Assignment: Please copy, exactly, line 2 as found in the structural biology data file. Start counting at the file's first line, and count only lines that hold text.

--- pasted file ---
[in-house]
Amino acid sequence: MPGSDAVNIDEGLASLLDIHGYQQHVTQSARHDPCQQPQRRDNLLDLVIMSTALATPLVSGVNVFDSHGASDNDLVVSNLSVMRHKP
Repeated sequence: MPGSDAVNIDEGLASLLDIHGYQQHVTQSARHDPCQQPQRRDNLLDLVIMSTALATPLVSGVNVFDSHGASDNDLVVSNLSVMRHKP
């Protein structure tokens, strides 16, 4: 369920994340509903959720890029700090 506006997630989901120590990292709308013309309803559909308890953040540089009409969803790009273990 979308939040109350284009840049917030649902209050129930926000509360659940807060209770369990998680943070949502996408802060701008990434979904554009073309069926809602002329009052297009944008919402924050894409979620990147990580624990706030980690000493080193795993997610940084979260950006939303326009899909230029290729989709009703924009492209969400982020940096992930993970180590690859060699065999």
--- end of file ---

Amino acid sequence: MPGSDAVNIDEGLASLLDIHGYQQHVTQSARHDPCQQPQRRDNLLDLVIMSTALATPLVSGVNVFDSHGASDNDLVVSNLSVMRHKP